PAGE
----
• Time Delays - While many homes that are listed for sale that are foreclosures can close in a reasonable amount of time, homes that are a short sale can take many months to just come to terms on the property, let alone close on the home.  During these extended delays interest rates can fluctuate possibly costing you more money to purchase and pay for the home.  In addition, if the home is vacant during this time period, it is possible that the condition will continue to deteriorate or the home will be vandalized which again can potentially cost you additional money should you continue forward with the purchase.
  • No Seller's Disclosures - Depending on the type of home sale and the laws in your area, you may not have access to seller's disclosures when buying a short sale or a foreclosure home and that can hamper your ability to fully perform due diligence on the home.  Seller's disclosures protect both the buyer and the seller in a transaction and without them, you will not have access to first-hand knowledge of the home's condition.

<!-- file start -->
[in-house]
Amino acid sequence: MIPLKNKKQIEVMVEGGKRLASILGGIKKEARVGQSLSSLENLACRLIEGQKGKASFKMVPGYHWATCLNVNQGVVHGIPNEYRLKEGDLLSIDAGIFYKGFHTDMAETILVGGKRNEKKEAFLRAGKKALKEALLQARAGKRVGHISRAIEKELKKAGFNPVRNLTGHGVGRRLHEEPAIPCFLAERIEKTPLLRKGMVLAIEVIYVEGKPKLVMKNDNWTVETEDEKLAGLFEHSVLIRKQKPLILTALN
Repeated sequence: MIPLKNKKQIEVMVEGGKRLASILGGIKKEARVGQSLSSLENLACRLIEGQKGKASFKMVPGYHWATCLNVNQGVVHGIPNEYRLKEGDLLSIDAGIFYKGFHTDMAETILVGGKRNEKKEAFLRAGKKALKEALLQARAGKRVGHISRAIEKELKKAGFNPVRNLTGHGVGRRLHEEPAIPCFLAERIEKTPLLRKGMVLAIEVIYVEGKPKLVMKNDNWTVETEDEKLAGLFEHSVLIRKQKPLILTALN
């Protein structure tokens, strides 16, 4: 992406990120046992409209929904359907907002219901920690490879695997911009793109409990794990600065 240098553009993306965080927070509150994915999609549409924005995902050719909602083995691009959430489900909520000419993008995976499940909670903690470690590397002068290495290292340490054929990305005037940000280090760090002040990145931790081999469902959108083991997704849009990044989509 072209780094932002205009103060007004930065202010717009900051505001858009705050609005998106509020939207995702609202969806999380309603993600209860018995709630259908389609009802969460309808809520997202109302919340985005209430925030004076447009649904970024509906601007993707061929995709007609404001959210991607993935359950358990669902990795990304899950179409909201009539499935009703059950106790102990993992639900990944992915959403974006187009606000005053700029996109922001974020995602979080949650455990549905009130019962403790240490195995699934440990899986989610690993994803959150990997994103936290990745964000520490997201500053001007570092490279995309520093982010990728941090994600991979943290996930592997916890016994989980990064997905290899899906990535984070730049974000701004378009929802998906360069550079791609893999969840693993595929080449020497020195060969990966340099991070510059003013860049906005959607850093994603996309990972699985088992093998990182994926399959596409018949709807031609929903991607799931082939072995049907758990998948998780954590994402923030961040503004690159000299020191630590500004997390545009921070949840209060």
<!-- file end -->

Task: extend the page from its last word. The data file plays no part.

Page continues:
These additional risk factors are just a few of the reasons why you must be very careful when buying a short sale or a foreclosure home.  It is possible with accurate and objective due diligence, and with strong negotiations, that you can secure a reasonable or good deal on a short sale or a foreclosure home.  It is also possible that these and other risk factors can reduce or completely erase any advantage that you negotiated during the purchase process of the home.  Some factors you will never be able to control, like the general real estate market, and some you can definitely control, ultimately by not making an offer to purchase or rejecting/counteroffering the seller's offer until you secure an objectively 'good deal'.

Hopefully, this post will give you a few things to think about when considering purchasing a short sale or a foreclosure home.  It may be impossible to say for certain that you received a good deal when you purchase a foreclosure or a short sale home until you go to sell the home, but knowing the risks and the importance of objective, intelligent due diligence can help to put you in the best posibble position to gain from your purchase.

To learn more about buying foreclosure or short sale homes, please visit Louisville Real Estate.